Re: To bevel or to cove?

Posted by CLC on Feb 17, 2007

>>>>>>> It never occured to me to bevel the strips with a block plane until it was suggested to me by someone whose identity I shall protect because he said this topic could be controversial. >>>>>>>>>

I'm always amazed that something as esoteric as strip-planking can become "controversial." That's chatrooms for you.

I've used numerous schemes for strip planking, both hulls and decks. Beads-and-coves are the best as long as you're not the one who has to do the milling....tedious in the extreme.

I built a powerboat using a 30-degree angle on every strip, so that in section they were a rhombus or parallelogram. This worked remarkable well; the fits were nearly as tight as with beads-and-coves. It took a about 50% of the time to mill the strips as it would have with beads and coves.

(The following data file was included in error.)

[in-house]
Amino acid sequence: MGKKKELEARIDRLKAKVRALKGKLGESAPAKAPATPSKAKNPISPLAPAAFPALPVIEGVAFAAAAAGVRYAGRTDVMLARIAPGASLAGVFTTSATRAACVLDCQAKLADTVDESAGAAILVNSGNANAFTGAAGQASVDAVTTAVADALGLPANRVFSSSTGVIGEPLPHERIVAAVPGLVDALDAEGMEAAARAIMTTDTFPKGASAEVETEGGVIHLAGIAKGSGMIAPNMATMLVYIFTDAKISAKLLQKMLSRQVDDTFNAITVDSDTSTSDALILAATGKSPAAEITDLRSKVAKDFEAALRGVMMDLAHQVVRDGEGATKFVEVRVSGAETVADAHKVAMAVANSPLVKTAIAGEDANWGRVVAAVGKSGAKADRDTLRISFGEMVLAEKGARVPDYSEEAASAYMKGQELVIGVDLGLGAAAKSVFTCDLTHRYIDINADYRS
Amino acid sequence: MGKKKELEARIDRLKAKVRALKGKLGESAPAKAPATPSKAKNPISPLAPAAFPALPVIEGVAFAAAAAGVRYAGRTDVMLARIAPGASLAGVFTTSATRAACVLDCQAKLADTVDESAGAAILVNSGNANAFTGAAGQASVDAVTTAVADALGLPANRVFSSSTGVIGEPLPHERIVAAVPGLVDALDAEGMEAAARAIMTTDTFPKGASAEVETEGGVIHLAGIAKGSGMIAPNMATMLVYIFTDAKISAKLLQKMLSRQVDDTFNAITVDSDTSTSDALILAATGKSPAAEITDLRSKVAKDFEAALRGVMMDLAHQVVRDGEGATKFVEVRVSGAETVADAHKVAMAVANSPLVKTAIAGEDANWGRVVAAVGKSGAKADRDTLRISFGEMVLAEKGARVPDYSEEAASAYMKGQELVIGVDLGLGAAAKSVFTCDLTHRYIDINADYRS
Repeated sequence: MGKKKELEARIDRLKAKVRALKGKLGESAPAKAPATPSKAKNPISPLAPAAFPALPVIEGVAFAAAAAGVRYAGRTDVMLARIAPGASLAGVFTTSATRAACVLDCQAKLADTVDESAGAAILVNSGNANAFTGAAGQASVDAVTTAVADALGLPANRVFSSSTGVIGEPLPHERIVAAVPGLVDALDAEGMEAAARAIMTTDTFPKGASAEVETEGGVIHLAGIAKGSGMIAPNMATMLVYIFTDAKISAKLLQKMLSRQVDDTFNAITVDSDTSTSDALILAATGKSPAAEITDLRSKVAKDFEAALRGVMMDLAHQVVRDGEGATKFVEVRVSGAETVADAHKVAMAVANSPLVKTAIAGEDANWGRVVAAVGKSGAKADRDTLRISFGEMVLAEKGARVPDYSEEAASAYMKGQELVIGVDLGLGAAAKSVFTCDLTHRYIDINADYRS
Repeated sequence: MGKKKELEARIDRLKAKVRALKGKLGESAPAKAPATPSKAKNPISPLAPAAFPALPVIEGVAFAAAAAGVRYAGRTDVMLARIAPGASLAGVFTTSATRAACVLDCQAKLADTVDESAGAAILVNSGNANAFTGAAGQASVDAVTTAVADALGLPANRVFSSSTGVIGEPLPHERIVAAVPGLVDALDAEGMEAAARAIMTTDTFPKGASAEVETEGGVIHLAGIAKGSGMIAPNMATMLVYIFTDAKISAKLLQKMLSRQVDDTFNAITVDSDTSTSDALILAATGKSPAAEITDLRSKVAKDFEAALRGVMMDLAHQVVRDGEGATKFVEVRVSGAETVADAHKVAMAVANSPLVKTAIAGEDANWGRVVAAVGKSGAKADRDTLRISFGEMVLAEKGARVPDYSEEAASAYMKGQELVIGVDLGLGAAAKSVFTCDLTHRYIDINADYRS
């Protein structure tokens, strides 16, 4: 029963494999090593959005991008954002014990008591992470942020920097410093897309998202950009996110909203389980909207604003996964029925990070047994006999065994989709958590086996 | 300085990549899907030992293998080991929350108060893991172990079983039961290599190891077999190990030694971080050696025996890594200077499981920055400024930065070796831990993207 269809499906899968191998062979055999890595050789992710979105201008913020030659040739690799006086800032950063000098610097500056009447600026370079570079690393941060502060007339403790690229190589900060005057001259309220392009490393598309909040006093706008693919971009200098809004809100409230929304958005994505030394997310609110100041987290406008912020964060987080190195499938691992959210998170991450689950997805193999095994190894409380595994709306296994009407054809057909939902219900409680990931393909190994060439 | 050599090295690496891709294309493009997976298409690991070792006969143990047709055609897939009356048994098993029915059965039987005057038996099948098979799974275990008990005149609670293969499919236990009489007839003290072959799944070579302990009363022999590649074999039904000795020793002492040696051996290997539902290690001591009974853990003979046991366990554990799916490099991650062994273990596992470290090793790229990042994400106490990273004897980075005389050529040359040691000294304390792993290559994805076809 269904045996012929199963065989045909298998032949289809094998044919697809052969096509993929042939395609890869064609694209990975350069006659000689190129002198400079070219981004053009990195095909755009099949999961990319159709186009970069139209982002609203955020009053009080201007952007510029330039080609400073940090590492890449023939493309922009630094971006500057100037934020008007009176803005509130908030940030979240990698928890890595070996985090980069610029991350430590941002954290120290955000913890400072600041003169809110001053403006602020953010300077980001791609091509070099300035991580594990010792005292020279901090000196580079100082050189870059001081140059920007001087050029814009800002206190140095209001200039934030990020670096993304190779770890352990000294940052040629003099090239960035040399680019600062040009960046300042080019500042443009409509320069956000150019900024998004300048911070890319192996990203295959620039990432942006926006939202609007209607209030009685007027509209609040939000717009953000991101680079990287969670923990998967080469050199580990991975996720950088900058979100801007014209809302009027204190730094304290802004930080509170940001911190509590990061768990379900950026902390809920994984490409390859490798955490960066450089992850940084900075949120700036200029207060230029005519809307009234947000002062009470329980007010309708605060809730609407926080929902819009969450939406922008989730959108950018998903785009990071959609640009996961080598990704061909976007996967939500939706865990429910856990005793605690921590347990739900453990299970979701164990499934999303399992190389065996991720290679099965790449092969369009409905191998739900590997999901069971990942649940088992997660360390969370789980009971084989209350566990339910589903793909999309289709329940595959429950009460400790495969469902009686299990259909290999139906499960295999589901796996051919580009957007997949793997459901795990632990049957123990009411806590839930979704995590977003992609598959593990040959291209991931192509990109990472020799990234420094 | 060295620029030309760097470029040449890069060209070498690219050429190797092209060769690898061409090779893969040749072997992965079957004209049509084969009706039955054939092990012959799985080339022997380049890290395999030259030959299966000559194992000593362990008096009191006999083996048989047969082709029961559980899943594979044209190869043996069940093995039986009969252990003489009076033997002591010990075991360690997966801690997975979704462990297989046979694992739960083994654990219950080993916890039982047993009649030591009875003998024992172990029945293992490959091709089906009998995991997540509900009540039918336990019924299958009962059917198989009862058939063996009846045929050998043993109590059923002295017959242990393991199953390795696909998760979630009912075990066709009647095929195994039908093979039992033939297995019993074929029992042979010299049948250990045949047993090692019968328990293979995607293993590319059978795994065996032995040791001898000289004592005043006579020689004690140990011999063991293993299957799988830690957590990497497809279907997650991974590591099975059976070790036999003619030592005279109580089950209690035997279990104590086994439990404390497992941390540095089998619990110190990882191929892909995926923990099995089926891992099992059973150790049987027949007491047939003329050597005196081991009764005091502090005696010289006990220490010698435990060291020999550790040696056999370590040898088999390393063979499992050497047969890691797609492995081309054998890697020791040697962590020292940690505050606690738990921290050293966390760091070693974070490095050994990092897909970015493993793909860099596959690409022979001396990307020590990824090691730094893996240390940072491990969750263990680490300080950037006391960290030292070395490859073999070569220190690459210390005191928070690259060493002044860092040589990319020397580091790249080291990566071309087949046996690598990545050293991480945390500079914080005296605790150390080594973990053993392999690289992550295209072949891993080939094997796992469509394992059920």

Finally, for a shape as simple as a Mill Creek deck contemplate no treatment of the strip edges at all. If you have 30 strips going across, the delta in angle between each one is microscopic.

The main advantage of beads-and-coves, not to be diminished, is that the cove effectively holds glue while you're fitting the parts. With the other approaches, the glue flows out of the joint and makes a mess.

We're putting a strip deck on a Mill Creek in the shop right now. Need to get the ShopCam functioning again.

Cedar Strips for Sale

In Response to: To bevel or to cove? by Ingrid H on Feb 16, 2007


No Replies.


Special Financing with Blispay

 CLC's Fall Kit Sale